Electronic Theses and Dissertations

Identifier

6775

Date

2021

Date of Award

12-3-2021

Document Type

Thesis

Degree Name

Master of Science

Major

Electrical and Computer Engr

Committee Chair

Ana Doblas

Committee Member

Madhu Balasubramanian

Committee Member

Aaron Robinson

Abstract

Glucose monitoring technologies allow users to monitor glycemic fluctuations (e.g., current glucose levels in their blood, also known as glycemia). This is particularly important for individuals who suffer from diabetes mellitus (DM), commonly referred to as diabetes. Traditional self-monitoring blood glucose (SMBG) devices require the user to prick their finger and extract a blood drop to measure the blood glucose based on chemical reactions with the blood. Unlike traditional glucometer devices, non-invasive continuous glucose monitoring (NICGM) devices aim to solve these issues by consistently monitoring users’ blood glucose levels (BGL) and without invasively acquiring a sample. This Master Thesis aims to investigate the feasibility of a novel approach to NICGM via the use of off-the-shelf wearable sensors and the integration of learning-based models (i.e., machine learning). Several sensors were purchased to generate our own dataset with an increased feature set for studying possible relationships between glucose and non-invasive biometric measurements. Two datasets were collected for this study: (1) the OhioT1DM dataset, which is a publicly available dataset that can be obtained by contacting Ohio University; and (2) the UofM dataset, which was created by this research team. Both the Ohio dataset and our UofM dataset are passed through a machine learning pipeline that tests several models to determine whether the features are sufficient for predicting blood glucose concentrations. While preliminary results seem optimistic, a larger dataset is required to make conclusions about the feasibility of this approach.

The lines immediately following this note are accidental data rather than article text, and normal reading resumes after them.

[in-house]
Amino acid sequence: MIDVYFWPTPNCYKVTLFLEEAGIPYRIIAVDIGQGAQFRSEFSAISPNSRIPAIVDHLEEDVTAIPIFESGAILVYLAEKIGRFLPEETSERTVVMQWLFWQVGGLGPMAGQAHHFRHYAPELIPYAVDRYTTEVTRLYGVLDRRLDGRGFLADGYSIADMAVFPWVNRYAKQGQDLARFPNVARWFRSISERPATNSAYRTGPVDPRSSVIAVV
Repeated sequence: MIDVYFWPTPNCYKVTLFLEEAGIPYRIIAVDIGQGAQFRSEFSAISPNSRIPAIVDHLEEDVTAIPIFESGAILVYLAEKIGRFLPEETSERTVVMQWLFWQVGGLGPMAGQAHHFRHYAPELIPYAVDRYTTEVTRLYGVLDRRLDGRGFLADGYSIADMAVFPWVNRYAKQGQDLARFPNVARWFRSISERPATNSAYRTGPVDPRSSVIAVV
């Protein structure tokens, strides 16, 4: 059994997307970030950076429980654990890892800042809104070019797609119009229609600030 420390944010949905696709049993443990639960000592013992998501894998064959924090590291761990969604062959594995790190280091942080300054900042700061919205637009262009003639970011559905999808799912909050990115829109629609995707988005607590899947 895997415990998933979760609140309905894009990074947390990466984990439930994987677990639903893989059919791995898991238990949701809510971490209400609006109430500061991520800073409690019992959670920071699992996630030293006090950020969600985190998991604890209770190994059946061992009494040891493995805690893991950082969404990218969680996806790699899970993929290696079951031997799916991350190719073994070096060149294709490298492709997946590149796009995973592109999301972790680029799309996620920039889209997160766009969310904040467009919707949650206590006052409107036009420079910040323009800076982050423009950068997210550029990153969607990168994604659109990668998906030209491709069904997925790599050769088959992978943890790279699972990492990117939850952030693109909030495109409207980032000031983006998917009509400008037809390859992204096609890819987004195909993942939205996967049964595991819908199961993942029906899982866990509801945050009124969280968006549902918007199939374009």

Comments

Data is provided by the student.

Library Comment

Dissertation or thesis originally submitted to the local University of Memphis Electronic Theses & dissertation (ETD) Repository.

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